Jazz Singer Datevik Hovanesian Performs in Armenia: “It’s your soul that has to sing”01:27, 4 June, 2018
“Lady Jazz”, “Ella from Yerevan”, “Queen of Jazz”- that’s how Datevik Hovanesian has been described by jazz lovers and connoisseurs alike, starting from the Soviet era, when she performed not only with the Armenian jazz state orchestra, but also throughout the country and together with the most famous artists of that time.
Datevik has lived and worked in the U.S., the homeland of jazz, since1980, where she has managed to find her own place among a bevy of famous musicians.
Between May 25-30, Datevik Hovanesian gave concerts in Yerevan and Gyumri, together with her New York trio - pianist Bob Albanese, bassist Joe Fitzgerald and drummer Dave Meade.
Hetq talked to Datevik about jazz, the importance of understanding folk music, and other themes.
"Jazz music is a school. Just like you learn the letters, reading, writing, and speaking correctly, the same applies to jazz; you learn everything from scratch. If you truly love and understand jazz, that’s it. One can’t love jazz and then rock. In popular music, favorite songs can be different every day. It’s similar to fashion. Most of those songs are written only for commercial purposes, while jazz music has never been and will never be commercial music. There are dedicated jazz musicians who were hungry but still couldn’t play anything but jazz,” says Datevik.
"The top art form in our home was Armenian folk art. I would advise the same in all homes, since it makes no sense to address other cultures if you do not recognize your own roots. Music was everywhere in the house. This atmosphere was created by my mother - Ophelia Hambartsumian, (famous Armenian folk singer-ed.), father - kamancha player Norayr Hovhannisyan, my violinist brother - with classic masterpieces, as well as his love of jazz. My mother, being a folk singer, also loved classical music. We listened to beautiful opera samples. Maria Callas was one of my mother’s favorite singers, and mine, too. This musical variety - folk, classic and jazz - has developed my musical perceptions and formed my eternal love of jazz,” says Datevik.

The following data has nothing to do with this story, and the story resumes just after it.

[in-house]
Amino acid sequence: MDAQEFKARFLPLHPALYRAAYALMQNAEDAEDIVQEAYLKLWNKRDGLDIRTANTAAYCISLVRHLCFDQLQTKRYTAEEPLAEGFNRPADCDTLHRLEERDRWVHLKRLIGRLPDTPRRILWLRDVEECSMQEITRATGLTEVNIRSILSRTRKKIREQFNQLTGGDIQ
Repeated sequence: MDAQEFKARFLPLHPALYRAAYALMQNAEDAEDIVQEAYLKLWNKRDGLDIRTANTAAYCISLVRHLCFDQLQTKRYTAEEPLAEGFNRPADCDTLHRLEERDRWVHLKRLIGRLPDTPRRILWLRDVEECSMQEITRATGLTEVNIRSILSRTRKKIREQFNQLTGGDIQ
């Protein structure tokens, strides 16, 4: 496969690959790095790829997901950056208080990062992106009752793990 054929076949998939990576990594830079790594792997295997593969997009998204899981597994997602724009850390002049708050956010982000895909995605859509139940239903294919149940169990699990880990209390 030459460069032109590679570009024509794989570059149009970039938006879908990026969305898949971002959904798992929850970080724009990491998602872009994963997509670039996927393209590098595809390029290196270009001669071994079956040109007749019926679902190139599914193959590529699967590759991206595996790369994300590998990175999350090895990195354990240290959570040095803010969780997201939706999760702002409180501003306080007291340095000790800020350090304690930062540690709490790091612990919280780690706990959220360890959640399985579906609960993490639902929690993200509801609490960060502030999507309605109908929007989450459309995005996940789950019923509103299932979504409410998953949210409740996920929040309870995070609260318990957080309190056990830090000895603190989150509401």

In addition to jazz standards, jazz renditions of Armenian folk songs - mostly Komitas and Sayat-Nova - have always been a part of her programs since the 80's. These songs have become her musical calling card. When addressing this topic, Datevik always recalls and appreciates her acquaintance and cooperation with American-Armenian pianist and composer Armen Donelian.
Their joint album "Listen to my heart", including jazz arrangements of Armenian ethnic music (Sony / Epic), was released in 1998. The producer of the CD was another famous name in the jazz world, George Avakian.
"In jazz, I found a world in which I could express my feelings and experiences, I found freedom. Improvisation allows you to insert your own philosophy in that music and freely speak to your listener," says Datevik.
Besides her musical activity in the United States, Datevik also teaches vocal and performance techniques at a jazz school. She has pupils from different countries.
"It's important to be able to get it right, to transmit your song to your audience, to talk to them with your songs. It’s your soul that has to sing," Datevik says.
Photos are taken from Datevik Hovanesian's website and Facebook page.
Top photo by Narek Aleksanyan